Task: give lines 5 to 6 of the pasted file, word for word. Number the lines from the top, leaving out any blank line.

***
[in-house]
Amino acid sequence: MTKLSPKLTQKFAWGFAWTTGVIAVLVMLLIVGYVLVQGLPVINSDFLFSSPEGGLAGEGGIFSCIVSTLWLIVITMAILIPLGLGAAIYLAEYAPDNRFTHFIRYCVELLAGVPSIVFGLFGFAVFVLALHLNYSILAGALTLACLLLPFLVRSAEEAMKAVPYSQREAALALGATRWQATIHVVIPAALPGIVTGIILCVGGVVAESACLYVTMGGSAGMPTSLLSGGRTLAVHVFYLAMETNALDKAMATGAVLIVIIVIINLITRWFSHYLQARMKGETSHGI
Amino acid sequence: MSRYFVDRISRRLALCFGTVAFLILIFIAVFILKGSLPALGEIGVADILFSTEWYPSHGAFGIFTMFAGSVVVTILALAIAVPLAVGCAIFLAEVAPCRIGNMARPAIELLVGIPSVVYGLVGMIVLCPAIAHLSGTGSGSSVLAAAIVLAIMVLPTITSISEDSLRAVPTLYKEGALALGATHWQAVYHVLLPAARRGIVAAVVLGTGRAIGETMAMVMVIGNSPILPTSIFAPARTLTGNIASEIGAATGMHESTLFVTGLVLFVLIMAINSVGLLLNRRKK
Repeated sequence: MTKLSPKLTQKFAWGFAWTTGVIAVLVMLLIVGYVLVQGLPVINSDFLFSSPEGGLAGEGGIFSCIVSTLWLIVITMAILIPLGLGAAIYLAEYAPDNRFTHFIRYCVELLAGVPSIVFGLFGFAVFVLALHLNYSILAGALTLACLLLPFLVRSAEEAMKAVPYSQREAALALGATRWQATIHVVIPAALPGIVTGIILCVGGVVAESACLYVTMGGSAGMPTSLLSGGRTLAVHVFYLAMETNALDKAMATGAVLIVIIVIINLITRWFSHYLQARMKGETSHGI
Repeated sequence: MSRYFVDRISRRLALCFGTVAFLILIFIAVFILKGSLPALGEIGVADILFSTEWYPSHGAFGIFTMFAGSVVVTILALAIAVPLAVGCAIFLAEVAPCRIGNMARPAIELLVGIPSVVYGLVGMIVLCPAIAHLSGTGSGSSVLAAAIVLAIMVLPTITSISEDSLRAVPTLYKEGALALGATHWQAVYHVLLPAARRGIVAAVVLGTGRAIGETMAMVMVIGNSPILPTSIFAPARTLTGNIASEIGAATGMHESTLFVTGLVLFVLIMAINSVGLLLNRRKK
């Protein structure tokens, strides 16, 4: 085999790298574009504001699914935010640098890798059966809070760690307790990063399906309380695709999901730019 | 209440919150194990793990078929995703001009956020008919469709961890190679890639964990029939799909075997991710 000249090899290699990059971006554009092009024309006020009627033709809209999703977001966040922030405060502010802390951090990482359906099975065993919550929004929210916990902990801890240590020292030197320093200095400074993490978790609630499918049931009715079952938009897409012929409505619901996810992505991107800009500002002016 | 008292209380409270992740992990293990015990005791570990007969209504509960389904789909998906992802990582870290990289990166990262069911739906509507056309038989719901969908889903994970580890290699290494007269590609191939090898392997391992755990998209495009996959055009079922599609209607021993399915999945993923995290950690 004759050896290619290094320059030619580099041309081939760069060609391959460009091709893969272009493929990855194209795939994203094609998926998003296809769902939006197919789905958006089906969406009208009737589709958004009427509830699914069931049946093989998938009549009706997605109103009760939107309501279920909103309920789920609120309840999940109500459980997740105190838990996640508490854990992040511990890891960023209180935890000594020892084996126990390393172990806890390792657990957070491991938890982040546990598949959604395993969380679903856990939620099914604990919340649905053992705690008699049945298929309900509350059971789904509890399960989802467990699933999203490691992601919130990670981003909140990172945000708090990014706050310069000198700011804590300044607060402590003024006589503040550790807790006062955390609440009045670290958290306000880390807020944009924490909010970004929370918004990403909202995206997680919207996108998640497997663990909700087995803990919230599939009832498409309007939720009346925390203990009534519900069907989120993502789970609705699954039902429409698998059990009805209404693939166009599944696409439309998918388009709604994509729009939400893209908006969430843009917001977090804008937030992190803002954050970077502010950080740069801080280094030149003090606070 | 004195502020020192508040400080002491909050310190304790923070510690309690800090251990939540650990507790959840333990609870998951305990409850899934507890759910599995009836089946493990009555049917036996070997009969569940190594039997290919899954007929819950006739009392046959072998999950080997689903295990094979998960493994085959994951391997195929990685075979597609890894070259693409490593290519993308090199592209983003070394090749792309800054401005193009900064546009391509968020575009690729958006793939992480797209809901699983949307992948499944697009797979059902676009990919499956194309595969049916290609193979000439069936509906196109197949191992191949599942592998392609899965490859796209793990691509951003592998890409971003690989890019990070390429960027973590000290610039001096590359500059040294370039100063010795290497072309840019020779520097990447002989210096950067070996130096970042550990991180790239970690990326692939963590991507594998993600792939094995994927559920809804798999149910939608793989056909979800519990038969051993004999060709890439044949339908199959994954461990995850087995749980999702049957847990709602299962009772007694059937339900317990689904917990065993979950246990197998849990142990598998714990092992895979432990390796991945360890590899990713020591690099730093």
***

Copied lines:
Repeated sequence: MSRYFVDRISRRLALCFGTVAFLILIFIAVFILKGSLPALGEIGVADILFSTEWYPSHGAFGIFTMFAGSVVVTILALAIAVPLAVGCAIFLAEVAPCRIGNMARPAIELLVGIPSVVYGLVGMIVLCPAIAHLSGTGSGSSVLAAAIVLAIMVLPTITSISEDSLRAVPTLYKEGALALGATHWQAVYHVLLPAARRGIVAAVVLGTGRAIGETMAMVMVIGNSPILPTSIFAPARTLTGNIASEIGAATGMHESTLFVTGLVLFVLIMAINSVGLLLNRRKK
């Protein structure tokens, strides 16, 4: 085999790298574009504001699914935010640098890798059966809070760690307790990063399906309380695709999901730019 | 209440919150194990793990078929995703001009956020008919469709961890190679890639964990029939799909075997991710 000249090899290699990059971006554009092009024309006020009627033709809209999703977001966040922030405060502010802390951090990482359906099975065993919550929004929210916990902990801890240590020292030197320093200095400074993490978790609630499918049931009715079952938009897409012929409505619901996810992505991107800009500002002016 | 008292209380409270992740992990293990015990005791570990007969209504509960389904789909998906992802990582870290990289990166990262069911739906509507056309038989719901969908889903994970580890290699290494007269590609191939090898392997391992755990998209495009996959055009079922599609209607021993399915999945993923995290950690 004759050896290619290094320059030619580099041309081939760069060609391959460009091709893969272009493929990855194209795939994203094609998926998003296809769902939006197919789905958006089906969406009208009737589709958004009427509830699914069931049946093989998938009549009706997605109103009760939107309501279920909103309920789920609120309840999940109500459980997740105190838990996640508490854990992040511990890891960023209180935890000594020892084996126990390393172990806890390792657990957070491991938890982040546990598949959604395993969380679903856990939620099914604990919340649905053992705690008699049945298929309900509350059971789904509890399960989802467990699933999203490691992601919130990670981003909140990172945000708090990014706050310069000198700011804590300044607060402590003024006589503040550790807790006062955390609440009045670290958290306000880390807020944009924490909010970004929370918004990403909202995206997680919207996108998640497997663990909700087995803990919230599939009832498409309007939720009346925390203990009534519900069907989120993502789970609705699954039902429409698998059990009805209404693939166009599944696409439309998918388009709604994509729009939400893209908006969430843009917001977090804008937030992190803002954050970077502010950080740069801080280094030149003090606070 | 004195502020020192508040400080002491909050310190304790923070510690309690800090251990939540650990507790959840333990609870998951305990409850899934507890759910599995009836089946493990009555049917036996070997009969569940190594039997290919899954007929819950006739009392046959072998999950080997689903295990094979998960493994085959994951391997195929990685075979597609890894070259693409490593290519993308090199592209983003070394090749792309800054401005193009900064546009391509968020575009690729958006793939992480797209809901699983949307992948499944697009797979059902676009990919499956194309595969049916290609193979000439069936509906196109197949191992191949599942592998392609899965490859796209793990691509951003592998890409971003690989890019990070390429960027973590000290610039001096590359500059040294370039100063010795290497072309840019020779520097990447002989210096950067070996130096970042550990991180790239970690990326692939963590991507594998993600792939094995994927559920809804798999149910939608793989056909979800519990038969051993004999060709890439044949339908199959994954461990995850087995749980999702049957847990709602299962009772007694059937339900317990689904917990065993979950246990197998849990142990598998714990092992895979432990390796991945360890590899990713020591690099730093």